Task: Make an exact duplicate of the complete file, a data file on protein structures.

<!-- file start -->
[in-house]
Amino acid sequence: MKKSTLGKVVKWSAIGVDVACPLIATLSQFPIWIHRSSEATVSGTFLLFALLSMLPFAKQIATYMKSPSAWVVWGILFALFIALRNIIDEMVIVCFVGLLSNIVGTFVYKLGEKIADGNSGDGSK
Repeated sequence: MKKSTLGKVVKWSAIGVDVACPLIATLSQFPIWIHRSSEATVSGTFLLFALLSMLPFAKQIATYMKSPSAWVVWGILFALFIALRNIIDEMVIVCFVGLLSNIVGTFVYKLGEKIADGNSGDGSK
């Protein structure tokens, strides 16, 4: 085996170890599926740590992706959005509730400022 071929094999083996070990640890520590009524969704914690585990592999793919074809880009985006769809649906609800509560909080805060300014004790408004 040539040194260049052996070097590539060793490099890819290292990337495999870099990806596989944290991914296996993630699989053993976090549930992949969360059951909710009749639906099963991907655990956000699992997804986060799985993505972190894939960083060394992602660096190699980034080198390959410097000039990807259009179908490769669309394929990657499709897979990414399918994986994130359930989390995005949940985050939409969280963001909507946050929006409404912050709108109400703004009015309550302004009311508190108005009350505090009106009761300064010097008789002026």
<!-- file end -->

[in-house]
Amino acid sequence: MKKSTLGKVVKWSAIGVDVACPLIATLSQFPIWIHRSSEATVSGTFLLFALLSMLPFAKQIATYMKSPSAWVVWGILFALFIALRNIIDEMVIVCFVGLLSNIVGTFVYKLGEKIADGNSGDGSK
Repeated sequence: MKKSTLGKVVKWSAIGVDVACPLIATLSQFPIWIHRSSEATVSGTFLLFALLSMLPFAKQIATYMKSPSAWVVWGILFALFIALRNIIDEMVIVCFVGLLSNIVGTFVYKLGEKIADGNSGDGSK
């Protein structure tokens, strides 16, 4: 085996170890599926740590992706959005509730400022 071929094999083996070990640890520590009524969704914690585990592999793919074809880009985006769809649906609800509560909080805060300014004790408004 040539040194260049052996070097590539060793490099890819290292990337495999870099990806596989944290991914296996993630699989053993976090549930992949969360059951909710009749639906099963991907655990956000699992997804986060799985993505972190894939960083060394992602660096190699980034080198390959410097000039990807259009179908490769669309394929990657499709897979990414399918994986994130359930989390995005949940985050939409969280963001909507946050929006409404912050709108109400703004009015309550302004009311508190108005009350505090009106009761300064010097008789002026």